Economic freedom is one of mankind’s best ideas. It is responsible for more advances in living standards, health, knowledge, multicultural harmony, and social justice than anything else we’ve come up with in the last 2,000 years. The Heritage Foundation’s new Index of Economic Freedom proves that the world needs free markets today more than ever.
The 2022 Index catalogs a tough year for the four broad policy areas and 12 specific categories reflected in each nation’s overall score. Globally, the average economic freedom score fell from 61.6 down to 60—the fourth consecutive annual decline. The U.S. score fell 2.7 points to 72.1, putting us 25th in global rankings of economic freedom—five slots lower than last year and the lowest America has ever fallen.
The main source of this decline in 2021—globally and domestically—was once again governments’ responses to COVID-19. The toll the pandemic took on the nation’s health was obviously enormous. But across the globe, so too were the costs of counterproductive government responses. Regardless of how well-intentioned, policies that restricted economic freedom did little to arrest COVID-19’s spread, but much to exacerbate its economic costs.
Lockdowns, travel bans, trade restrictions, and social distancing all curbed economic activity and growth—and had a devastating effect on local communities. As always, government relief was no substitute for the solidarity, opportunity, and mobility generated by voluntary exchanges between buyers and sellers.
Even nations spared COVID-19’s worst ravages were nonetheless hurt by the global economic downturn statism fueled. And of course, some pandemic policy dysfunction, like long-COVID itself, will be robbing us for years to come. We may never know, for instance, the full cost of the learning-loss inflicted on American schoolchildren masked these past two years to satisfy teachers’ unions’ demands.
This 1.6-point global decline in economic freedom represents trillions of dollars of lost health care, housing, agriculture, infrastructure, energy, technology, mining, and manufacturing over the lifetimes of children born around the world last year. It means more poverty, less education, and stronger temptations for tyrants and demagogues to exploit rather than serve their people.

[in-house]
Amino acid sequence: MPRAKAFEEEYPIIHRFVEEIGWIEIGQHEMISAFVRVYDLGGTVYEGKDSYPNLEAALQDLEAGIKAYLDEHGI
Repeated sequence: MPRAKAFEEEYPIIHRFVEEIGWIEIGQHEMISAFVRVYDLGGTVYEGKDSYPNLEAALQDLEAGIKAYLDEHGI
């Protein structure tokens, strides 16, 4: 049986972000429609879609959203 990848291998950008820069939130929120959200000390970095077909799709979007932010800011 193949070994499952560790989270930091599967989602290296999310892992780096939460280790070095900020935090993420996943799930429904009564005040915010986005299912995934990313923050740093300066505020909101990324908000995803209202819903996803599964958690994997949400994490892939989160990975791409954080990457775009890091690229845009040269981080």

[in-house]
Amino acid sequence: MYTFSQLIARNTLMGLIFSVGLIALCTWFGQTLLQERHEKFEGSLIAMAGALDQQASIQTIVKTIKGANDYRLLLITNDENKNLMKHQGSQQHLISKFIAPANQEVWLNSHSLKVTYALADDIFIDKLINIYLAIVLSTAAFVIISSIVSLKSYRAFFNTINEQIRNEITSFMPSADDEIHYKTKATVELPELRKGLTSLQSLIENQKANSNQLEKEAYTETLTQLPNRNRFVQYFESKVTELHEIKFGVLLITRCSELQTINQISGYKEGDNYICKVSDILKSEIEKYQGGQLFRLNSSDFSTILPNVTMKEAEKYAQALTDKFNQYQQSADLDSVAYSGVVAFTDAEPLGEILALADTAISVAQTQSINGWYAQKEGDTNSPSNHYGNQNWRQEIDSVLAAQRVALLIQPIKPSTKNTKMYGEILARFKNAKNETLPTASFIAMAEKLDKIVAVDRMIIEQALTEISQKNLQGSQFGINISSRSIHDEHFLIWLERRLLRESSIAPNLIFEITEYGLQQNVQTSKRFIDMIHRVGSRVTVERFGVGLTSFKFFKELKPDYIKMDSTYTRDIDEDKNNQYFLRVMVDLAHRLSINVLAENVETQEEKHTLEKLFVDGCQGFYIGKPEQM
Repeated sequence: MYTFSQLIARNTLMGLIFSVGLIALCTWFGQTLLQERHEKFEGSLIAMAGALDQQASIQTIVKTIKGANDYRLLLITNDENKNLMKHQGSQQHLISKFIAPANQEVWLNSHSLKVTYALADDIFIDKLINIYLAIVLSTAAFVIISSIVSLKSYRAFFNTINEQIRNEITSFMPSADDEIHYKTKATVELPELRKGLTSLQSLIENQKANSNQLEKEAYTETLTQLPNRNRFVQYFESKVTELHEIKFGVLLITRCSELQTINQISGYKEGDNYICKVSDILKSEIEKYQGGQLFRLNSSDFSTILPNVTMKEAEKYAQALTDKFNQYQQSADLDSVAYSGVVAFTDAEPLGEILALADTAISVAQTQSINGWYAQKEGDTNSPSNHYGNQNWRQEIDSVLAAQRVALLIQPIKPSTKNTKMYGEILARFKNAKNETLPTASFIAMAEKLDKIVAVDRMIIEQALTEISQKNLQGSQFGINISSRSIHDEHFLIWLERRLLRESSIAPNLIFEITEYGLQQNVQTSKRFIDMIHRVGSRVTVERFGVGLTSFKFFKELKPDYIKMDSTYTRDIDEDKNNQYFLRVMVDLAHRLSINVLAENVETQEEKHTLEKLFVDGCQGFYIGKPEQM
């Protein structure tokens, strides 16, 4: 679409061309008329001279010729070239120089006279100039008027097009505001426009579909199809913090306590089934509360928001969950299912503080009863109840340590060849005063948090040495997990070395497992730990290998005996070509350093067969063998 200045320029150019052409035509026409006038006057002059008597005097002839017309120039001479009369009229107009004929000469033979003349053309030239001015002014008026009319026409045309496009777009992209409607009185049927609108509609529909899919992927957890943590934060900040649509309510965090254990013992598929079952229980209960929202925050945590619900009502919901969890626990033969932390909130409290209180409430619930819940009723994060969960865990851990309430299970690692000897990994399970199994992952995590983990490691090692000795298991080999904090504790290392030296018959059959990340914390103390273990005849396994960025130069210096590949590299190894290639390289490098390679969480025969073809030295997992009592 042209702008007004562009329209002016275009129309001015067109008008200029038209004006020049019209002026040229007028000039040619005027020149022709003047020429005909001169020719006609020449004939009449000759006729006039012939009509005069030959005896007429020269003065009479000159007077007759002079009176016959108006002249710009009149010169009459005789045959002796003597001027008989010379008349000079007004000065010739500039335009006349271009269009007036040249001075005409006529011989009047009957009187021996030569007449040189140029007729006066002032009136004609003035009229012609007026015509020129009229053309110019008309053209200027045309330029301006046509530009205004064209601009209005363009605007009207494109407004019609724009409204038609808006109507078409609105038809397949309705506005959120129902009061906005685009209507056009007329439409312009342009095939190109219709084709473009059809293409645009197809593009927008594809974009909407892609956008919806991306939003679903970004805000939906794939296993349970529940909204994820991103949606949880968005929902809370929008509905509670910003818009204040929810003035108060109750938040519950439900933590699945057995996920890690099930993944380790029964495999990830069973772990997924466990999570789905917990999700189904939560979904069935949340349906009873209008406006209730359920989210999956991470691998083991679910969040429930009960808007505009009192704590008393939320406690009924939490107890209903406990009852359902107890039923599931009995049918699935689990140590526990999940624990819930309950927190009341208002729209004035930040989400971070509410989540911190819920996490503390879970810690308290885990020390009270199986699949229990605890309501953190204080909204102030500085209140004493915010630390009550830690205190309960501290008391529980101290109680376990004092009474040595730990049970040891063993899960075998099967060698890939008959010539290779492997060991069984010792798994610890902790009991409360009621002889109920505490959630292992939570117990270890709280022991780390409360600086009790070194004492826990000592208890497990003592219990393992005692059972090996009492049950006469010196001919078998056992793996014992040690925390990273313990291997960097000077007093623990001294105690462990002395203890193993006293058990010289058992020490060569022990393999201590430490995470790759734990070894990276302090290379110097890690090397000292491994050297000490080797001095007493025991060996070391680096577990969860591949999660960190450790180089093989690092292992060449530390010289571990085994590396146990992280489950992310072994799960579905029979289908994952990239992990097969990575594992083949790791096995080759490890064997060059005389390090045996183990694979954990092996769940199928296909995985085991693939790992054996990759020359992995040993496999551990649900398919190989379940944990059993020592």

The silver lining in the 2022 Index is the same silver lining in every annual Index: economic freedom still works. Even amid the social upheaval of a global pandemic, there remain strong correlations between countries’ economic freedom scores and their quality of life, as measured in per capita income, health, educational attainment, environmental quality, technological innovation, democratic governance, and adherence to the rule of law.
The COVID-19 pandemic no more redeemed or justified statist policies than other crises past generations of politicians exploited to advance them, from the Great Depression to the Great Recession to the harrowing disruptions globalization visited upon America’s blue-collar communities. Free enterprise is not the cause of these challenges—it’s the solution.
Nor is capitalism the sandbox of elite privilege left-wing pundits (many of them millionaires) disparage. On the contrary, by rewarding hard work, marriage, and thrift, promoting upward mobility, fueling civil society, and creating generational family wealth, free markets accomplished more for diversity, equity, and inclusion than every faculty senate, critical race theorist, or New York Times editorial put together.
Just because economic freedom is unfashionable today doesn’t make it ineffective. The human spirit, expressed in individual initiative, remains every bit as much the wellspring of community and global prosperity as it was when the Soviet empire fell. American conservatives, in particular, tempted by the clicks and frisson of ideological novelty, should remember: there is nothing more elitist than central economic planning, and nothing more populist than free markets roiling with hungry competitors and empowered consumers.
That the whole world stepped back from economic freedom last year is all the more reason American policymakers should embrace it anew—to seize the opportunities everyone else passed up. The political current is always running toward statism. But as G.K. Chesterton said, “a dead thing can go with the stream, but only a living thing can go against it.”
Ever since America’s founding—upon principles of market capitalism that elites hated then as now—we have been the living thing in the global economy. For two centuries, we defied the cronyism and timidity of corporate and political insiders and entrusted our economy to our people—and that has made all the difference.
As Heritage’s 2022 Index shows once again, economic freedom is not something Americans should apologize for, but harness, spur, and give free rein—for our own sake, and everyone else’s, too.
This piece originally appeared in The Washington Times